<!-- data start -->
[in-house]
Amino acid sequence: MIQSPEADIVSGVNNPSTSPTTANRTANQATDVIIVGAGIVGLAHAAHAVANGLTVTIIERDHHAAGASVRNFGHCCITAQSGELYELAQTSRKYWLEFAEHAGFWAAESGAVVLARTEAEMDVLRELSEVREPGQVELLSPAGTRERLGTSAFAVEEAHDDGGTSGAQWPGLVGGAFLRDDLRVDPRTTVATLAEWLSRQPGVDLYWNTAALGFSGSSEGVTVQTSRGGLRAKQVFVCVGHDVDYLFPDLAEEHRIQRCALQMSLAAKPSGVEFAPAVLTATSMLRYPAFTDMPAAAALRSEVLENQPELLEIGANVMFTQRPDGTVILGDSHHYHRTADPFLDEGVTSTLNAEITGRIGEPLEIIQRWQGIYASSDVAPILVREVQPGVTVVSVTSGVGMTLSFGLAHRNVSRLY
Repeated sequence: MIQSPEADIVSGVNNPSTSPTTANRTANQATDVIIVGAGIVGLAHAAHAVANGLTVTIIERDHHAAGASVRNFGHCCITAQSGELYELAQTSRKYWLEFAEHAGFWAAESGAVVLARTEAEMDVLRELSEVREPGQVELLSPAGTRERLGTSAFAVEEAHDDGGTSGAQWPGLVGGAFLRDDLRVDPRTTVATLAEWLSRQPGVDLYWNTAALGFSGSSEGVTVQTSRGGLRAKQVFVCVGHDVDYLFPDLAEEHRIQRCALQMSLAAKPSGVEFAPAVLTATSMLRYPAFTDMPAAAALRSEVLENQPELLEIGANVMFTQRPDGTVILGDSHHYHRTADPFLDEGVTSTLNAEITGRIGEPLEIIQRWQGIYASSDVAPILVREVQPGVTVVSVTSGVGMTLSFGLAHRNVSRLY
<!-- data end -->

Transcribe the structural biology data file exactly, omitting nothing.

[in-house]
Amino acid sequence: MIQSPEADIVSGVNNPSTSPTTANRTANQATDVIIVGAGIVGLAHAAHAVANGLTVTIIERDHHAAGASVRNFGHCCITAQSGELYELAQTSRKYWLEFAEHAGFWAAESGAVVLARTEAEMDVLRELSEVREPGQVELLSPAGTRERLGTSAFAVEEAHDDGGTSGAQWPGLVGGAFLRDDLRVDPRTTVATLAEWLSRQPGVDLYWNTAALGFSGSSEGVTVQTSRGGLRAKQVFVCVGHDVDYLFPDLAEEHRIQRCALQMSLAAKPSGVEFAPAVLTATSMLRYPAFTDMPAAAALRSEVLENQPELLEIGANVMFTQRPDGTVILGDSHHYHRTADPFLDEGVTSTLNAEITGRIGEPLEIIQRWQGIYASSDVAPILVREVQPGVTVVSVTSGVGMTLSFGLAHRNVSRLY
Repeated sequence: MIQSPEADIVSGVNNPSTSPTTANRTANQATDVIIVGAGIVGLAHAAHAVANGLTVTIIERDHHAAGASVRNFGHCCITAQSGELYELAQTSRKYWLEFAEHAGFWAAESGAVVLARTEAEMDVLRELSEVREPGQVELLSPAGTRERLGTSAFAVEEAHDDGGTSGAQWPGLVGGAFLRDDLRVDPRTTVATLAEWLSRQPGVDLYWNTAALGFSGSSEGVTVQTSRGGLRAKQVFVCVGHDVDYLFPDLAEEHRIQRCALQMSLAAKPSGVEFAPAVLTATSMLRYPAFTDMPAAAALRSEVLENQPELLEIGANVMFTQRPDGTVILGDSHHYHRTADPFLDEGVTSTLNAEITGRIGEPLEIIQRWQGIYASSDVAPILVREVQPGVTVVSVTSGVGMTLSFGLAHRNVSRLY